Presentation on theme: "Fixed-mobile interconnection case studies Ben Petrazzini Strategies and Policy Unit ITU."— Presentation transcript:
Fixed-mobile interconnection case studies Ben Petrazzini Strategies and Policy Unit ITU
Agenda Brief market profile FMI basics Main issues Experiences and lessons from the cases Summary and conclusions
Population:1256 million GDP per capita:US$ 768 Teledensity:8.59% Ownership of incumbents:Public Competition in LD & int.: 1999 Mobile density3.41% Competition in mobile1993 Chinas market profile
Finlands market profile Population:5.15 million GDP per capita:US$ 20100 Teledensity:55.2% Ownership of incumbents:private [%] Competition in LD & int.: 1994 Mobile density65.2% Competition in mobile1990
Population:1000 million GDP per capita:US$ 475 Teledensity:2.28% Ownership of incumbents:public Competition in local: 1994 Competition in LD: 2000 Mobile density0.12%  Competition in mobile1994 Indias market profile
Population:95.8 million GDP per capita:US$ 4216 Teledensity:11.3 [6-00] Ownership of incumbents:private Competition in local: 1990 Competition in LD, int: 1997 Mobile density10.6 [6-00] Competition in mobile1992 Mexicos market profile
The diverstiy of FMI basics China: M pays F F pays M [1/8 of M to F] Finland: Each segment charged separately India: M pays F F does not pay M Mexico: M pays F F pays M [70% more than M to F]
Some key FMI issues Economic Asymetries and wide variation of prices Lack of price setting transparency CPP vs. RPP Fixed-mobile cross-subsidy Role of competition Technical Links, POIs, Quality of services etc. Legal/institutional Institutional legacies and inertias dispute resolution Ownership and interconnection
Asymmetric F/M charges PSTN to PSTN PSTN to mobile Ratio Spain0.020.5222.29 Germany0.040.7721.00 Sweden0.030.5616.80 France0.030.5015.00 Switzerland0.040.5814.50 Netherlands0.040.5313.25 Belgium0.040.4811.08 Some studies (e.g., ECTA) argue that 70% of the cost of fixed to mobile calls are on call termination
Asymmetric F/M charges: Mexico Caller paysTo fixedTo mobile Fixed to mobile 40c20c Mobile to fixed 28c25c3c Mobile prepaid card users pay: 58c Note: prices in US$
Asymmetric F/M charges: Finland SoneraElisa Fixed local charges 0.072 call + 0.0058 min 0.048 call + 0.0066 min 0.0037 ->10 min Mobile charges 0.25 [peak] 0.16 [off-peak] 0.25 [peak] 0.16 [off-peak] Note: prices in US$
Asymmetric F/M charges Internat. to USA Local to a mobile MexicoUS$ 0.46US$ 0.40 SwitzerlandCHF 0.12CHF 0.55 Note: prices per minute
CPP vs. RPP & FMI charges In most CPP markets premium imposed on the fixed caller by the fixed-line operator = non-transparent prices No choice of termination carrier = lack of incentives for lower FMI charges In RPP markets Pricing more transparent Mobile operator has incentives to lower prices
Bad debt: Finland Bad debt: Finland Billing and collection: Mexico Billing and collection: Mexico Billing and collection in CPP M-operators proposal Telmex proposal Rate set by Telmex p/ mon. p/subsc. US$ 0.022US$ 0.135US$ 0.064US$ 6.0 Does CPP pricing affect fixed traffic? Does CPP pricing affect fixed traffic? Does CPP pricing undermine the growth of mobile services? Does CPP pricing undermine the growth of mobile services?
Impact of CPP on fixed traffic Cellular traffic Before CPP 03/99 After CPP 12/99 Variation Outgoing8983-7% Incoming739429% Total1621779% Minutes of traffic per month by cell subscriber India: Attempt to introduce CPP Reduced F to M charge (3.90 to 2.40) & reduced share (15/85 to 50/50) Then CPP delayed/blocked Mexico:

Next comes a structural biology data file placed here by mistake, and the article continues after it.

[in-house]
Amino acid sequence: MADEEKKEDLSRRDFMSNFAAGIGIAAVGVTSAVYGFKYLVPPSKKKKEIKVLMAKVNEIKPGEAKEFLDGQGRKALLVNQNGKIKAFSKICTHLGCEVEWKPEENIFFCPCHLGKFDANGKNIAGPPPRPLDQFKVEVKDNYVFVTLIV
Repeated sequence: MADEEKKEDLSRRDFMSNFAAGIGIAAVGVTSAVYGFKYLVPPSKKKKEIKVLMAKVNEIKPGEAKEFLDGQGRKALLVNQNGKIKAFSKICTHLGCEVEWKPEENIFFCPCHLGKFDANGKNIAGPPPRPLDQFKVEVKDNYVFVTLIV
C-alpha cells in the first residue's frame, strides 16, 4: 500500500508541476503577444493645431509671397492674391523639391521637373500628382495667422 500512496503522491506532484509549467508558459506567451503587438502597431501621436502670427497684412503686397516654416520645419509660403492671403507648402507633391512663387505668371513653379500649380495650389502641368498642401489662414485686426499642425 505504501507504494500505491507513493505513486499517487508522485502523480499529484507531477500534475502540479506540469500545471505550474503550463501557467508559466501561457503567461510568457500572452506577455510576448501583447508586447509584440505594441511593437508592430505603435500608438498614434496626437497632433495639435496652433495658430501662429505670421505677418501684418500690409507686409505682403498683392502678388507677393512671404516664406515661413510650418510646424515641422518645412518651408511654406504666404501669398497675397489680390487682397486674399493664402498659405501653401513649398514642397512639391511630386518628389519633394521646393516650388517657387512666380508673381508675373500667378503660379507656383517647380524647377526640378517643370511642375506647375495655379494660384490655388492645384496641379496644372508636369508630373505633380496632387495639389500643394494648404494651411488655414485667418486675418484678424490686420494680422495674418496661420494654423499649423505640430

Impact of CPP on cel subscribers 0 500 1'000 1'500 2'000 2'500 3'000 3'500 4'000 4'500 199119921993199419951996199719981999 Main lines Mobile subscribers Mexico fixed & mobile users added each year, 000s Pre-paid introduced CPP introduced
Impact of CPP on cel subscribers 0 1 2 3 4 8990919293949596979899 Introduction of CPP Growth of mobile subscribers millions Argentina
Are F-M charges a x-subsidy? Are high FMI charges just the product of CPP implementation in a market-driven and non-transparent environment? Do they constitute an implicit cross- subsidy? If yes, do they constitute a desirable and necesary cross-subsidy? India: fixed users poorer than mobile users. Reason for courts to overtun CPP? Mexico & Venezuela: mobile users poorer than fixed line users? CPP led to growth of mobile services for the poor?
0 1 2 3 4 5 19951996199719981999 Pre-paid plan "Amigo" Contract plans Mexico, subscribers by contract type, millions Why pay more for the minute?
-200 0 200 400 600 800 1'000 199019911992199319941995199619971998 Main lines Mobile subscribers Venezuela, thousands Who is disconecting the fixed line?
Role of competition Does the licensing of more operators affect FMI interconnection rates? OECD, Mexico: yes; India: unclear Does the definition of market power have any effect? Finland and EU: yes; Others: unclear
Links and POIs Bi-directional or uni-directional links Mexico: Telmex uni-directional links approach Telmex no incentive to invest in new links. Traffic congestion and quality of service problems Reason: billing Single or multiple POIs India: Single POIs per SSA TRAI 1997 order for multiple POIs – no implementation Quality of service Mexico: the impact of CPP Mobile density leaped from 1.8 in 1997 to 7.5 in 1999, to 11 in June 2000.
Other technical matters China Slow business approval process Limited mobile switching center coverage Dedicated gateways for interconnection Per unit [3 min.] charging scheme Unfavorable routing plan Signaling and billing Quality of service deficiencies Emergency service interconnection
The importance of regulators Economic matters Market per se lacks of incentives to bring interconnection charges down to costs Long interconnection negotiations Technical matters points of interconnection Intitutional matters Institutional legacies and inertia Ownership and interconnection conditions Slow dispute resolution